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Empty space in atoms vs orbits

  1. Jul 27, 2015 #1
    We often read that atoms are mostly empty space. A common example is given as, if the atom was a big as a football stadium the nucleus would be as big as a tennis ball on the center and nearest electrons circling around at far side of seats or something like that.
    How does this reconcile with the fact that first orbit of electron is "s" and it has a shape of sphere; the electron occupying a "s" orbit can be anywhere in this orbit determined by quantum mechanics? The orbit is actually an probability function of where you might find an electron if you want to calculate it.
    If nucleus is so small surrounded by "s" orbit, how can we say that nearest electrons are far far away?
    Doe it mean electrons mostly occupy outer shell of this sphere? rarely travelling close to nucleus?
     
  2. jcsd
  3. Jul 27, 2015 #2
    no..electron do come closer to nucleas but its quatam physics dont allow us to put permennant place that we can find it...we can find them on sphere as you said..there are diffrent types of spheres according to their shap S is circular...further you can study by do some google my friend...
     
  4. Jul 27, 2015 #3

    bhobba

    Staff: Mentor

    Particles in QM don't actually have a position until its observed to have a position. Those orbital diagrams give the probability of finding it in that position if you were to observe it.

    Thanks
    Bill
     
  5. Jul 27, 2015 #4
    Can we then safely assume the picture is false? there's no huge space between nucleus and first orbit of electrons but electrons can be anywhere in that particular s orbit filling the sphere?
    The reason I'm focusing on s orbits is s being the closest to the nucleus and is most relevant with stadium analogy.
     
  6. Jul 27, 2015 #5

    jtbell

    User Avatar

    Staff: Mentor

    This kind of image is used in connection with the Bohr model with its circular orbits, which has been obsolete for ninety years or more. Banish it from your mind.
     
  7. Jul 27, 2015 #6
    :) ok
     
  8. Jul 27, 2015 #7
    The thing is that in the standard model all elementary particles (including electrons) are assumed to be point like, and as such have no spatial dimension. So it doesn't really make much sense to ask how much of space in an atom is not occupied by electrons, because electrons do not themselves have any volume.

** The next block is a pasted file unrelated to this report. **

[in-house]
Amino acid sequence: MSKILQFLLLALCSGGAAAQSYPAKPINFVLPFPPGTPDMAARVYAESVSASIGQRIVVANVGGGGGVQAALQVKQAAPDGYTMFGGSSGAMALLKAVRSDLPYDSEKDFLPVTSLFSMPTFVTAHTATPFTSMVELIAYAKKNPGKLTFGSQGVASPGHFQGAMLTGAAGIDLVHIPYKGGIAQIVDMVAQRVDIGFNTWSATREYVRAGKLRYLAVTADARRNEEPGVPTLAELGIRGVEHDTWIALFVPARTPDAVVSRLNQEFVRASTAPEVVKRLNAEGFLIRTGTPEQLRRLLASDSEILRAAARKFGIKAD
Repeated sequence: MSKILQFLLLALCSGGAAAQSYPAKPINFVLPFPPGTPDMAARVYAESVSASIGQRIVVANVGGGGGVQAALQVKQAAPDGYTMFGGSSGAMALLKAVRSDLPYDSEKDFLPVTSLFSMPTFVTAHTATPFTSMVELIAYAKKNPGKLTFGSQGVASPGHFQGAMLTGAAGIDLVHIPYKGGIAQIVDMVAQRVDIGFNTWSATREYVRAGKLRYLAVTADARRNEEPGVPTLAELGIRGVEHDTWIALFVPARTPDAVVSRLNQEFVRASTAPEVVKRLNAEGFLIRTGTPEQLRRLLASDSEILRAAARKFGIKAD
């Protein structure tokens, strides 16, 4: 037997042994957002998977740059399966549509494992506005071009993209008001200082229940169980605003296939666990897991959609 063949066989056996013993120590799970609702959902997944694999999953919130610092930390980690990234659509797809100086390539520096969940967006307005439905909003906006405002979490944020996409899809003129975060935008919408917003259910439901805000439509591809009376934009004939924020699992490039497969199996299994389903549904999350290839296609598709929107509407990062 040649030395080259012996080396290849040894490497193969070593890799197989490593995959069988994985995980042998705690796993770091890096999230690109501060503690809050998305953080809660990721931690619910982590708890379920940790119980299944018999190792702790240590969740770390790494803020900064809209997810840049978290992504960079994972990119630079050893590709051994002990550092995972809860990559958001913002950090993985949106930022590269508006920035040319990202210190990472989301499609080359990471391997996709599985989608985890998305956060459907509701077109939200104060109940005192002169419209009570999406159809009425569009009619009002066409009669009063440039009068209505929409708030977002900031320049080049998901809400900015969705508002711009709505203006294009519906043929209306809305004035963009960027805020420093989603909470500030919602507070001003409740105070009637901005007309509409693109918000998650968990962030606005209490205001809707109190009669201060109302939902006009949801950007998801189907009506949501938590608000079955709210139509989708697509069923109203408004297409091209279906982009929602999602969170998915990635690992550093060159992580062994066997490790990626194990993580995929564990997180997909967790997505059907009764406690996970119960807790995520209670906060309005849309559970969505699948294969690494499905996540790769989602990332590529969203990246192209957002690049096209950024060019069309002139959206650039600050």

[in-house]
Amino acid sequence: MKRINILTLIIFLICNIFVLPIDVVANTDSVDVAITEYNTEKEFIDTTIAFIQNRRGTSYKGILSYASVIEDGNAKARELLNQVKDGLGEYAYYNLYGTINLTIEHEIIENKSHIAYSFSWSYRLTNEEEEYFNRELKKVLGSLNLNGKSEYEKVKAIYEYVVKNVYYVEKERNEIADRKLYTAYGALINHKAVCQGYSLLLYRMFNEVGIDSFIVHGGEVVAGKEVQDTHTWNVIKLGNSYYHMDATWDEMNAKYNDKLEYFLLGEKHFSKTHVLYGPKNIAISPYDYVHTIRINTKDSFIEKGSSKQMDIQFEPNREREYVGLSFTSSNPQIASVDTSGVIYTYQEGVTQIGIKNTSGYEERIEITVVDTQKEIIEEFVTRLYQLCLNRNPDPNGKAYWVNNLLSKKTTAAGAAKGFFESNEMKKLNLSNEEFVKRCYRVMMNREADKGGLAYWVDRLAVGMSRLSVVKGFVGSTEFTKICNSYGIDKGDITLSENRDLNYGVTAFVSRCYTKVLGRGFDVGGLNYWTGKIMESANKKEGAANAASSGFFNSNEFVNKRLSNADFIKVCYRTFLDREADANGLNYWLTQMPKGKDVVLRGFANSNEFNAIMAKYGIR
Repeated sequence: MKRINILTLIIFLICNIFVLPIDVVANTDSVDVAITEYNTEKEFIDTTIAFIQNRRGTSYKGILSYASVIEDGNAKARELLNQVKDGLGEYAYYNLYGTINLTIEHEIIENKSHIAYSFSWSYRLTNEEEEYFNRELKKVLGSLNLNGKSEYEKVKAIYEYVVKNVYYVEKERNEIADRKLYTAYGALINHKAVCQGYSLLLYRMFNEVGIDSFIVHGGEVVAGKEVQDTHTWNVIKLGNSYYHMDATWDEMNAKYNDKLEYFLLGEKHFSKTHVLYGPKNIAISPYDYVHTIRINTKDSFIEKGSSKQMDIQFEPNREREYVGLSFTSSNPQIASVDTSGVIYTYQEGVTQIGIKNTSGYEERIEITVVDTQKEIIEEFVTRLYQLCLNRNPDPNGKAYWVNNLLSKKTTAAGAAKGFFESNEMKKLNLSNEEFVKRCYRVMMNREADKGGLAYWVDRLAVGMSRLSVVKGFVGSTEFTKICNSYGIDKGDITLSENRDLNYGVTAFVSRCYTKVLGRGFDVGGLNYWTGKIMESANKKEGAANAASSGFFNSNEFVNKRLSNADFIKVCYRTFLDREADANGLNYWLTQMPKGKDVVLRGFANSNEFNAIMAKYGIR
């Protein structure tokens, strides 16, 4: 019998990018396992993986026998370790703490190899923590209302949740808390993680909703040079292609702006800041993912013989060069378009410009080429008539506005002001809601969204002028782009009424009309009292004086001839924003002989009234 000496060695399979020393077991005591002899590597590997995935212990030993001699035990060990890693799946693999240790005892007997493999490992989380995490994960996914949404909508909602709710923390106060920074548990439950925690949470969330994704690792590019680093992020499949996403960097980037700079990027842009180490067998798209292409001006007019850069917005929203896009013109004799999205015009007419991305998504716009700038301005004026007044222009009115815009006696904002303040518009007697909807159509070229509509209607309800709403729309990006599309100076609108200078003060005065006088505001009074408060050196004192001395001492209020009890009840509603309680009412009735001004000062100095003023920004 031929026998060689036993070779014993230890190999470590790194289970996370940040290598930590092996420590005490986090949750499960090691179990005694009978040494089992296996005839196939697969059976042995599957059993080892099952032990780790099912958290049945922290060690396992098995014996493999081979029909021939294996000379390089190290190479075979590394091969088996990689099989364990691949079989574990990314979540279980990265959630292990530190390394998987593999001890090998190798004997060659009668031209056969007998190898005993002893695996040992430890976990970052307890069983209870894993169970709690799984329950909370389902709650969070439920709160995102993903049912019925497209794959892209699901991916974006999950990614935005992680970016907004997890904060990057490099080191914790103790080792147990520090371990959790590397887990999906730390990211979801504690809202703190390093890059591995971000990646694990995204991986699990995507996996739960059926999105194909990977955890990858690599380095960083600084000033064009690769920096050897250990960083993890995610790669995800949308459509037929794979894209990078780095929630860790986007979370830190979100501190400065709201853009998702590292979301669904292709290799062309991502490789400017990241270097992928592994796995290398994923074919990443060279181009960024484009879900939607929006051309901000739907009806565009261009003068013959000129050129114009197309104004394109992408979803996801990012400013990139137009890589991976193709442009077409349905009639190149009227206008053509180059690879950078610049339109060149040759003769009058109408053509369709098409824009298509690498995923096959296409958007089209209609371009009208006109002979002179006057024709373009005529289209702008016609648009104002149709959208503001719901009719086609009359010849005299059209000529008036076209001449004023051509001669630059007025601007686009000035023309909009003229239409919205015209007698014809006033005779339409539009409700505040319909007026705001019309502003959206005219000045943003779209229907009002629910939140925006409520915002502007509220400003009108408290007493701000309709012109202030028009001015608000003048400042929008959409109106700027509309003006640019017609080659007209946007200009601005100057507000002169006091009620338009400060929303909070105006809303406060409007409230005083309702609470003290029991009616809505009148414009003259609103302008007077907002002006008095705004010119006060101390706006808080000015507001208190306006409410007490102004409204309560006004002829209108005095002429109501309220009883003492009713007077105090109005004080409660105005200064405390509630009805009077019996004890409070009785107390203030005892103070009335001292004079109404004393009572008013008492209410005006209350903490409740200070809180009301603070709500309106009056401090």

9. Jul 27, 2015 #8
    one thing can travel at certain distance, at "d", from nucleus regardless of its volume. it can not?
    my question is, inside a s orbit, do electron prefer designated areas more to the other like closer to shell rather than center OR do they distribute themlseves equally all the volume of sphere "s"? If latter is correct, than stadium analogy should be totally false as there's no such thing as empty space between nucleus and first 1s or 2s electrons. They can be anywhere in "s"
     
  10. Jul 27, 2015 #9
    Motion is not so easy to understand on the quantum level. You have to make an observation (an interaction) on the electron to determine to its position, but this inevitably affects its momentum, and hence its motion. Besides, in an atom electrons are just standing waves in bound states, so the idea of motion doesn't seem all that useful. AFAIK, the expectation value for momentum is always 0 in a stationary state.

    I'm not aware of the details, but for n=1 (the H atom), Schrodinger's wave equation solution gives us a probability density function that only depends on the radial distance from the nucleus. So yes, the probability of finding an electron will vary within the s orbital (of an H atom).
     
    Last edited: Jul 27, 2015
  11. Jul 27, 2015 #10

    jtbell

    User Avatar

    Staff: Mentor

    Neither, in general. See Figure 3-4 on the following page, for the ground state of hydrogen:

    http://www.chemistry.mcmaster.ca/esam/Chapter_3/section_2.html

    Warning: You often see plots of the "radial probability density" which goes to zero as the distance from the center goes to zero, like this:

    http://hyperphysics.phy-astr.gsu.edu/hbase/quantum/hydr.html

    This is something different from the first link. The quantity plotted in the first link is the probability per unit volume, whereas the second link shows the probability per unit distance from the center (nucleus). They're different because, crudely speaking, (probability per radial distance) = (probability per volume at that distance) * (number of points at that distance). As the distance from the center increases/decreases, so does the number of points at that distance. Think of the area of a sphere, 4πr2. There are fewer points with small r than with large r, and only one point with r = 0.

    [Added] Another way to think of the difference: the first graph is (loosely speaking) the probability of the electron being located at a single point with the specified distance from the center, whereas the second graph is the probability of the electron being located anywhere on a spherical shell with the specified radius.
     
    Last edited: Jul 27, 2015
  12. Jul 27, 2015 #11

    bhobba

    Staff: Mentor

    The picture of a quantum particle travelling at a certain distance is false. QM is a theory about the results of observations. When not observed you cant say it has any property like travelling at a certain distance.

    Thanks
    Bill
     
  13. Jul 27, 2015 #12

    Thank you, it was comprehensive.
     
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